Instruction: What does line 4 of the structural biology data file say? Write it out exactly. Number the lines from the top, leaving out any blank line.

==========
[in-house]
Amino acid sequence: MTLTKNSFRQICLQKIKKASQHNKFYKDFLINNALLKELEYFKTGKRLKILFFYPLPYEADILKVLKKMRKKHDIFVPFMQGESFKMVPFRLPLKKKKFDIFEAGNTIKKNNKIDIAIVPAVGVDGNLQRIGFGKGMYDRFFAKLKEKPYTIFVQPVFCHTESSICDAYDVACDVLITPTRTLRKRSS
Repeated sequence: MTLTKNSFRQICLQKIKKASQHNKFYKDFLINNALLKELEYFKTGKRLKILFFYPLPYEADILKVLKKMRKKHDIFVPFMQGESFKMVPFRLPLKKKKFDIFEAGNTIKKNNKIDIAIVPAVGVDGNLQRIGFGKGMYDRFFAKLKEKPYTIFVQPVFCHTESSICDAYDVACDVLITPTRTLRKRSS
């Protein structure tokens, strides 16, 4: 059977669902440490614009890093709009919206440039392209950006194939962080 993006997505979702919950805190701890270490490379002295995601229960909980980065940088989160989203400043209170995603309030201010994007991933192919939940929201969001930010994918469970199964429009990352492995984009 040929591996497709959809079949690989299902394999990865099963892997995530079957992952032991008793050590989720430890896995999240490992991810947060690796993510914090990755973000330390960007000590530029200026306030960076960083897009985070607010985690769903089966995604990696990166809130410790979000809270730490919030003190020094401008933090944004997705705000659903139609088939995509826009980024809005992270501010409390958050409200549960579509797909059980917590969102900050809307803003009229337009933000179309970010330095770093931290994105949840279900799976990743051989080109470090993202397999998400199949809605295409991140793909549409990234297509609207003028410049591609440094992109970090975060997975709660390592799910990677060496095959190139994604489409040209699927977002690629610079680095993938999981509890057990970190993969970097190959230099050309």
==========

């Protein structure tokens, strides 16, 4: 059977669902440490614009890093709009919206440039392209950006194939962080 993006997505979702919950805190701890270490490379002295995601229960909980980065940088989160989203400043209170995603309030201010994007991933192919939940929201969001930010994918469970199964429009990352492995984009 040929591996497709959809079949690989299902394999990865099963892997995530079957992952032991008793050590989720430890896995999240490992991810947060690796993510914090990755973000330390960007000590530029200026306030960076960083897009985070607010985690769903089966995604990696990166809130410790979000809270730490919030003190020094401008933090944004997705705000659903139609088939995509826009980024809005992270501010409390958050409200549960579509797909059980917590969102900050809307803003009229337009933000179309970010330095770093931290994105949840279900799976990743051989080109470090993202397999998400199949809605295409991140793909549409990234297509609207003028410049591609440094992109970090975060997975709660390592799910990677060496095959190139994604489409040209699927977002690629610079680095993938999981509890057990970190993969970097190959230099050309």